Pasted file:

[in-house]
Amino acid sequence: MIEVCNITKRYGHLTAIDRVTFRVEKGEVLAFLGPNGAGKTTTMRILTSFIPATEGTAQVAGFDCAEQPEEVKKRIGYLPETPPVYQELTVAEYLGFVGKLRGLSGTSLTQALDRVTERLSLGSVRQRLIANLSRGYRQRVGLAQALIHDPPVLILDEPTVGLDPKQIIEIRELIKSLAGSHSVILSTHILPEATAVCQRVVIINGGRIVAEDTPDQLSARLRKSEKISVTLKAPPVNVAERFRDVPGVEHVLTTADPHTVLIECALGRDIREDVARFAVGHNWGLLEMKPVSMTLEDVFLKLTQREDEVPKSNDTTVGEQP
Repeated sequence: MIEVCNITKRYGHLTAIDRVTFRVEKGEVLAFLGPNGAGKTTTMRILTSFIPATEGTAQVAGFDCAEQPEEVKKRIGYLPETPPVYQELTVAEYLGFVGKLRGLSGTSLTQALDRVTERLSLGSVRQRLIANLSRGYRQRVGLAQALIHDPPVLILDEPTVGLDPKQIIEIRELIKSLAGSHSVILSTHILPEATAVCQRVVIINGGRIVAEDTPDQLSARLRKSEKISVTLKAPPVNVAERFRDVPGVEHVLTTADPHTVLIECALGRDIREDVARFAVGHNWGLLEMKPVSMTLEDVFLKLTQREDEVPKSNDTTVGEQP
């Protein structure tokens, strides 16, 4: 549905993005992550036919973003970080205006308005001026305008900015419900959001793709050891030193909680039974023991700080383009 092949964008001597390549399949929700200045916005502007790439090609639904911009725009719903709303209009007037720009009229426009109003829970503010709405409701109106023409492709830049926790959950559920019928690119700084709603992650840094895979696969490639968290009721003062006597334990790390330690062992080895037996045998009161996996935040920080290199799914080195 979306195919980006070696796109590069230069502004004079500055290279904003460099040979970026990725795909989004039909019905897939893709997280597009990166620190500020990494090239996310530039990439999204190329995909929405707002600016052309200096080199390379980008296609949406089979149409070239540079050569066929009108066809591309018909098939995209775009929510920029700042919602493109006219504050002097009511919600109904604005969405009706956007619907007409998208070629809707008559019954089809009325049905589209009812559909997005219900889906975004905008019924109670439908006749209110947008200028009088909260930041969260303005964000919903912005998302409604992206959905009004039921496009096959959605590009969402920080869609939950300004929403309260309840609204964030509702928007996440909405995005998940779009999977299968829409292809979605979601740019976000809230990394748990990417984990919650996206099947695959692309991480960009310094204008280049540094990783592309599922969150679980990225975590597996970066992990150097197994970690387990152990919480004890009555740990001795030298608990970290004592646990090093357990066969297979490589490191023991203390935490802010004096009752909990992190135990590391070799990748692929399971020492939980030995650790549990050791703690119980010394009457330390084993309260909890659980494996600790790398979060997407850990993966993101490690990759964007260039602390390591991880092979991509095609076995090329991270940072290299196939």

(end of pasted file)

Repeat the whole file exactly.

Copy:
[in-house]
Amino acid sequence: MIEVCNITKRYGHLTAIDRVTFRVEKGEVLAFLGPNGAGKTTTMRILTSFIPATEGTAQVAGFDCAEQPEEVKKRIGYLPETPPVYQELTVAEYLGFVGKLRGLSGTSLTQALDRVTERLSLGSVRQRLIANLSRGYRQRVGLAQALIHDPPVLILDEPTVGLDPKQIIEIRELIKSLAGSHSVILSTHILPEATAVCQRVVIINGGRIVAEDTPDQLSARLRKSEKISVTLKAPPVNVAERFRDVPGVEHVLTTADPHTVLIECALGRDIREDVARFAVGHNWGLLEMKPVSMTLEDVFLKLTQREDEVPKSNDTTVGEQP
Repeated sequence: MIEVCNITKRYGHLTAIDRVTFRVEKGEVLAFLGPNGAGKTTTMRILTSFIPATEGTAQVAGFDCAEQPEEVKKRIGYLPETPPVYQELTVAEYLGFVGKLRGLSGTSLTQALDRVTERLSLGSVRQRLIANLSRGYRQRVGLAQALIHDPPVLILDEPTVGLDPKQIIEIRELIKSLAGSHSVILSTHILPEATAVCQRVVIINGGRIVAEDTPDQLSARLRKSEKISVTLKAPPVNVAERFRDVPGVEHVLTTADPHTVLIECALGRDIREDVARFAVGHNWGLLEMKPVSMTLEDVFLKLTQREDEVPKSNDTTVGEQP
């Protein structure tokens, strides 16, 4: 549905993005992550036919973003970080205006308005001026305008900015419900959001793709050891030193909680039974023991700080383009 092949964008001597390549399949929700200045916005502007790439090609639904911009725009719903709303209009007037720009009229426009109003829970503010709405409701109106023409492709830049926790959950559920019928690119700084709603992650840094895979696969490639968290009721003062006597334990790390330690062992080895037996045998009161996996935040920080290199799914080195 979306195919980006070696796109590069230069502004004079500055290279904003460099040979970026990725795909989004039909019905897939893709997280597009990166620190500020990494090239996310530039990439999204190329995909929405707002600016052309200096080199390379980008296609949406089979149409070239540079050569066929009108066809591309018909098939995209775009929510920029700042919602493109006219504050002097009511919600109904604005969405009706956007619907007409998208070629809707008559019954089809009325049905589209009812559909997005219900889906975004905008019924109670439908006749209110947008200028009088909260930041969260303005964000919903912005998302409604992206959905009004039921496009096959959605590009969402920080869609939950300004929403309260309840609204964030509702928007996440909405995005998940779009999977299968829409292809979605979601740019976000809230990394748990990417984990919650996206099947695959692309991480960009310094204008280049540094990783592309599922969150679980990225975590597996970066992990150097197994970690387990152990919480004890009555740990001795030298608990970290004592646990090093357990066969297979490589490191023991203390935490802010004096009752909990992190135990590391070799990748692929399971020492939980030995650790549990050791703690119980010394009457330390084993309260909890659980494996600790790398979060997407850990993966993101490690990759964007260039602390390591991880092979991509095609076995090329991270940072290299196939």